By: Joshua Danker-Dake | Category: Recreation/Leisure | Issue: September 2009
Powered parachutes are open-air vehicles with two-cylinder engines that can reach 10,000 feet off the ground.
The first time you see a powered parachute, it’s downright astonishing – something like a dune buggy with a huge rear-mounted propeller dangling from a parachute, the whole apparatus cruising smoothly hundreds of feet off the ground. Intrigued? September 17 through 20, the Powrachute Extravaganza, the mother of all powered parachute events, is coming to Claremore.
The typical powered parachute is an open-air vehicle with a two-cylinder engine. It runs on regular unleaded gasoline, and can fly as far as 150 miles on a single tank. Its parachute is a sheet perhaps 550 square feet, and the machine can achieve liftoff at around 30 miles an hour. Air flowing through the chute creates lift, and the machine can fly five feet off the ground or 10,000.
Bob Hawkins, owner of Hawkeye Powerchutes, is coordinating the Powrachute Extravaganza’s move to Claremore. He offers powered parachute rides and sales. “I’ve wanted to fly since I was little, but I couldn’t afford it – planes are very expensive,” he says. “But when I tried this, I was hooked. It’s very addictive.”
Flight in a powered parachute is a glorious experience. The machine is open-air like a hot-air balloon, but unlike a balloon, it’s highly maneuverable. The cumulative effect is a sensation of flight much more personal than either a balloon or a plane of any size can provide.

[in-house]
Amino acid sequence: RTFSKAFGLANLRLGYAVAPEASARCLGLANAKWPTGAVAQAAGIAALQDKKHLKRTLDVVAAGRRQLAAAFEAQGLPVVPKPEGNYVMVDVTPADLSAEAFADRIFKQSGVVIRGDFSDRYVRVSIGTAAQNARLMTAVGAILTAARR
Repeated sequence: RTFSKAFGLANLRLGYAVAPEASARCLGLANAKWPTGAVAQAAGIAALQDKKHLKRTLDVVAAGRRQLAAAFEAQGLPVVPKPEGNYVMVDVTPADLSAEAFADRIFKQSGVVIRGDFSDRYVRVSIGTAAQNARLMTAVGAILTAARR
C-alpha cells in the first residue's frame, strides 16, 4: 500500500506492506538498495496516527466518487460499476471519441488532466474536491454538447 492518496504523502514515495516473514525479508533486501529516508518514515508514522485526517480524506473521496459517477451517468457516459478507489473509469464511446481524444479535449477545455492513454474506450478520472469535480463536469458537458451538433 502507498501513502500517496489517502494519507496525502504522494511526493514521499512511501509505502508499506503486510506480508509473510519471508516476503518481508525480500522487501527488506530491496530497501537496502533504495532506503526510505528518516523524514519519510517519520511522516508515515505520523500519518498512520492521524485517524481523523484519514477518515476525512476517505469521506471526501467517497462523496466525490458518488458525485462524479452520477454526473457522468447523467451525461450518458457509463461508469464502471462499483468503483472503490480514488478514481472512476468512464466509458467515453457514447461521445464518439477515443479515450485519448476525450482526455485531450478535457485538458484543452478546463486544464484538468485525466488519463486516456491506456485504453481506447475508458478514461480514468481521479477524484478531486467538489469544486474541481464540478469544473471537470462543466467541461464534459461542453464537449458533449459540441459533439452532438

Bob Hawkins, owner of Hawkeye Powerchutes, zips through the skies on a powered parachute.
Hawkins has been in the powered parachute business since 2000. In that time, he’s given rides to over a thousand people. “Powered parachutes are extremely safe,” he says. “The chute means you’re safe – you don’t need the motor to land. The chute is your wings and your recovery. It’s simple to operate, too – I could teach a responsible seven year old to do it.”
The annual Powrachute Extravaganza, the sport’s biggest event, is moving to Claremore. “We’ll have the biggest fly-in in America,” says Hawkins. “This year, we’ll have 150 to 200 machines, and next year we hope to have over 300. This really is the family reunion for this sport.”
The Powrachute Extravaganza will offer seminars and training, games, food and other vendors, and activities for the kids. There will be live music Friday and Saturday. Plenty of RV campsites with full hookups are available. Paragliders are welcome. There will even be a powered parachute giveaway.
“This is a good, safe, fun sport,” says Hawkins. “Flying in one of these is like riding on a magic carpet.” This is your golden opportunity to find out more. The 2009 Powrachute Extravaganza, sponsored by Ultra Flight and Cherokee Casino, is September 17-20 at Will Rogers Downs in Claremore. For more information or to register for the event, contact Bob Hawkins or visit www.powrachute.com.